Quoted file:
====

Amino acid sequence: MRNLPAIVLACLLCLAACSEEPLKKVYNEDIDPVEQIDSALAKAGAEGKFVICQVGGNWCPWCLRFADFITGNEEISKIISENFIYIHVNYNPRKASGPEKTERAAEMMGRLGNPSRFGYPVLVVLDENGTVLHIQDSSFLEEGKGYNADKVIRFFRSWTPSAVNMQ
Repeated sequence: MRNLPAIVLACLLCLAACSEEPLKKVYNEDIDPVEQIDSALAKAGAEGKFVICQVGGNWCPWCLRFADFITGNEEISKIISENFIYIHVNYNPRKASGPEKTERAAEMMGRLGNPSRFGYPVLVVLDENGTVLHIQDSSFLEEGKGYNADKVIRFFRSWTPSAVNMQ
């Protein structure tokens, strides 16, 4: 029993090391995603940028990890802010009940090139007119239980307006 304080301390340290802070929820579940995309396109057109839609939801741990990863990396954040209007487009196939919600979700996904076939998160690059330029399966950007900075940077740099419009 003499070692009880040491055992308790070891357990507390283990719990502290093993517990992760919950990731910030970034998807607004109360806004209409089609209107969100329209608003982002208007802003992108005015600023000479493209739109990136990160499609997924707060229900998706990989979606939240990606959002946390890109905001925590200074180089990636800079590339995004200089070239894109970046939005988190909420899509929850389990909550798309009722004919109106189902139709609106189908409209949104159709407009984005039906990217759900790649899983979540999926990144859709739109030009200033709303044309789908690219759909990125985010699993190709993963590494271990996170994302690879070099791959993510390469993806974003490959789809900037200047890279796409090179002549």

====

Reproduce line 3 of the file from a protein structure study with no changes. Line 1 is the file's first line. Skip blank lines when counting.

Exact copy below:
């Protein structure tokens, strides 16, 4: 029993090391995603940028990890802010009940090139007119239980307006 304080301390340290802070929820579940995309396109057109839609939801741990990863990396954040209007487009196939919600979700996904076939998160690059330029399966950007900075940077740099419009 003499070692009880040491055992308790070891357990507390283990719990502290093993517990992760919950990731910030970034998807607004109360806004209409089609209107969100329209608003982002208007802003992108005015600023000479493209739109990136990160499609997924707060229900998706990989979606939240990606959002946390890109905001925590200074180089990636800079590339995004200089070239894109970046939005988190909420899509929850389990909550798309009722004919109106189902139709609106189908409209949104159709407009984005039906990217759900790649899983979540999926990144859709739109030009200033709303044309789908690219759909990125985010699993190709993963590494271990996170994302690879070099791959993510390469993806974003490959789809900037200047890279796409090179002549």